Theses and Dissertations

Issuing Body

Mississippi State University

Advisor

Dampier, David A.

Committee Member

Vaughn, Rayford

Committee Member

Swan, J. Edward, II

Committee Member

Dandass, Yoginder

Date of Degree

1-1-2012

Document Type

Dissertation - Open Access

Major

Computer Science

Degree Name

Doctor of Philosophy

Abstract

A properly conducted forensic examination is one of the most fundamental aspects of a digital investigation. Examiners are obligated to obtain the skills necessary to use forensic tools and methodologies and rely on sound judgment when analyzing a digital device. Anytime during this process, the quality of the methods, skills, and expertise of the examiner may be challenged, thus, placing the forensic value of the evidence collected during the process in jeopardy. In order to combat the potential challenges posed as a result of the forensic examination process, the digital forensics community must ensure that suitable protocols are used throughout the analysis process. Currently, there is no standard methodology forensic examiners use to analyze a digital device. Examiners have made use of a model derived from the Digital Forensic Research Workshop in 2001 and the application of ad-hoc techniques has become routine. While these approaches may reveal potential data of evidentiary value when applying them to digital devices, their core purpose specifically involves the analysis of computers. It is not clear how effective these methods have been when examining other digital technologies, in particular Small Scale Digital Devices (SSDDs). Due to these mitigating factors, it is critical to develop standard scientifically sound methodologies in the area of digital forensics that allow us to evaluate various digital technologies while considering their distinctive characteristics. This research addresses these issues by introducing the concept of an extendable forensic process model applicable to smartphones regardless of platform. The model has been developed using the property of invariance to construct a core components list which serves as the foundation of the proposed methodology. This dissertation provides a description of the forensic process, the models currently used, the developed model, and experiments to show its usefulness.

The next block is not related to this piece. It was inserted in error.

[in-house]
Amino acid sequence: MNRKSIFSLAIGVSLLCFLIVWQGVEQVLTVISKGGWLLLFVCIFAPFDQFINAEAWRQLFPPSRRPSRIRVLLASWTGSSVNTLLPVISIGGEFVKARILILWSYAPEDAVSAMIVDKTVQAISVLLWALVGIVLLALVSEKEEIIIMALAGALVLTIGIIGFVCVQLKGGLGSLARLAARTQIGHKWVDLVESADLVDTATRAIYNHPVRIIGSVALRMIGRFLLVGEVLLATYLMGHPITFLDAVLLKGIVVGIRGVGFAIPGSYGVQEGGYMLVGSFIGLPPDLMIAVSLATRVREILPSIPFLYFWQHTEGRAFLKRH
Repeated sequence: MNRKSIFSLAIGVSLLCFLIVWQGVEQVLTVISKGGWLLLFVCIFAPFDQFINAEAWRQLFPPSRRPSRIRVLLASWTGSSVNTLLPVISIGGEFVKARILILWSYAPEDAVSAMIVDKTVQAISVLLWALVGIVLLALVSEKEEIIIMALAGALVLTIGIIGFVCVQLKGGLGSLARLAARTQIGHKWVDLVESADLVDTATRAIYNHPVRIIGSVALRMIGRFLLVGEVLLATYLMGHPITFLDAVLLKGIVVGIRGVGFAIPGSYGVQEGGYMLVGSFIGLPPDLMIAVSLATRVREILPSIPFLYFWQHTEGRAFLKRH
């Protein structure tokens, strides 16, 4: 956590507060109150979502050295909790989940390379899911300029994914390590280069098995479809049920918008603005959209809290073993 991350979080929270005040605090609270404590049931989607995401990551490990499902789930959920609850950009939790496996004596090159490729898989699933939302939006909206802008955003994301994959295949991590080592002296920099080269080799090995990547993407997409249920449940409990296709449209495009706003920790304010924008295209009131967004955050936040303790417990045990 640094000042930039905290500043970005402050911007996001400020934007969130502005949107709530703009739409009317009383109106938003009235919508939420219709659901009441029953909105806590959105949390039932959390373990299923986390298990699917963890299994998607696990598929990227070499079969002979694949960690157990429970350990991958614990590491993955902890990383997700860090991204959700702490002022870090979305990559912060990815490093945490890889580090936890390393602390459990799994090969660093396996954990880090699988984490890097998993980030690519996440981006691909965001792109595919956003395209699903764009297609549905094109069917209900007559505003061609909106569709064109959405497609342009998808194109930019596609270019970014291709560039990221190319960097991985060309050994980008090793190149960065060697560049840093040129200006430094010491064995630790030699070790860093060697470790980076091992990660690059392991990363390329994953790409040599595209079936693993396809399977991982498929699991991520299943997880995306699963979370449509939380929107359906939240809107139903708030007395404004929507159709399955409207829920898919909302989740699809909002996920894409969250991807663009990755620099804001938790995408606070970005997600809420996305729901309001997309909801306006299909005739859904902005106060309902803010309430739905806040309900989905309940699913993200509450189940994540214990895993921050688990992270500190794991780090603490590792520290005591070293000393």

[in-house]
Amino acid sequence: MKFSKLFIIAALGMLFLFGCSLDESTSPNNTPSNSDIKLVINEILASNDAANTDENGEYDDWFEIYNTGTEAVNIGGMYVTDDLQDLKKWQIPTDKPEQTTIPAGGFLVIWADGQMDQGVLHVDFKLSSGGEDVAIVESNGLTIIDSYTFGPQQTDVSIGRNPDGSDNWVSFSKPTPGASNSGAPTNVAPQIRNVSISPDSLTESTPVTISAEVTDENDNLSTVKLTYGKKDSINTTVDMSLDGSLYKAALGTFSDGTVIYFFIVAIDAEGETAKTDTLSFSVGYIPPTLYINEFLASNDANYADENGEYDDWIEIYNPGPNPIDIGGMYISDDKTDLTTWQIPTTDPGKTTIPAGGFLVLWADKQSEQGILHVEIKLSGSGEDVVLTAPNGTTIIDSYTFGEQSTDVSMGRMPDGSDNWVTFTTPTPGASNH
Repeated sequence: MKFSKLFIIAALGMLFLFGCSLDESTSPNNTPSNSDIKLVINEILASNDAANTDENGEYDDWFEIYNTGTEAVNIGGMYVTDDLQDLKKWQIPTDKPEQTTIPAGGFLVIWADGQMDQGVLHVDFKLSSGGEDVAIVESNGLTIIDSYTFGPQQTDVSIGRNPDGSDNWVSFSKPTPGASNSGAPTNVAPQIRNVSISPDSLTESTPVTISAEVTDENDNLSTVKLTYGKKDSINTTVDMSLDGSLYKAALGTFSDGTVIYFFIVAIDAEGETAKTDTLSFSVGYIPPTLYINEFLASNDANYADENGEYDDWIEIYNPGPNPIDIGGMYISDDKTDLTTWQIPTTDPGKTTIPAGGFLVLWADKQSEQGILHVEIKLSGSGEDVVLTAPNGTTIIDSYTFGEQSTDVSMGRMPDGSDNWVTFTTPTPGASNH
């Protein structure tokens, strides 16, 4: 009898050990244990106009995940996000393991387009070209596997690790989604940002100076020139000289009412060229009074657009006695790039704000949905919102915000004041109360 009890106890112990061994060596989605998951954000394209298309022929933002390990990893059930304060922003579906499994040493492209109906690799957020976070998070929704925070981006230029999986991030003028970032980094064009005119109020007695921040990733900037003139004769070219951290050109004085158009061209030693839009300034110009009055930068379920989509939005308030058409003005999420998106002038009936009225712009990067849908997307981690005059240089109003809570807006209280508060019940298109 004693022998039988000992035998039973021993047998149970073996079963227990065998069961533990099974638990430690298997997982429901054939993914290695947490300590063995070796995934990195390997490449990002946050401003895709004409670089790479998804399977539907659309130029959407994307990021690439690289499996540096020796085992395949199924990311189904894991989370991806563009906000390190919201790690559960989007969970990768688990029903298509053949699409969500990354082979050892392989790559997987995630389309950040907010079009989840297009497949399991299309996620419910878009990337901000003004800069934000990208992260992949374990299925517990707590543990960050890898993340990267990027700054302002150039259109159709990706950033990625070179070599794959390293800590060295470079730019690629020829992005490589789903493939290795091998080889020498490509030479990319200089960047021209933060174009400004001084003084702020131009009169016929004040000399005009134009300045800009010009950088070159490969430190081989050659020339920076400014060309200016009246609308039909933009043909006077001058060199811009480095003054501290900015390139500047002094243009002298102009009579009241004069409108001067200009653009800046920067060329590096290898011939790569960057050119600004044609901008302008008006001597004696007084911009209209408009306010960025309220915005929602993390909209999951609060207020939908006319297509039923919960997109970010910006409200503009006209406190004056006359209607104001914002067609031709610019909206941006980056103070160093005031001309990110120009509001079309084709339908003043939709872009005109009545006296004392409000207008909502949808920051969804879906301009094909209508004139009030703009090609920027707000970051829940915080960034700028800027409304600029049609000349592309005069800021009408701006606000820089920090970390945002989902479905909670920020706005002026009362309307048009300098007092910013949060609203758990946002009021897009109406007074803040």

URI

https://hdl.handle.net/11668/18981

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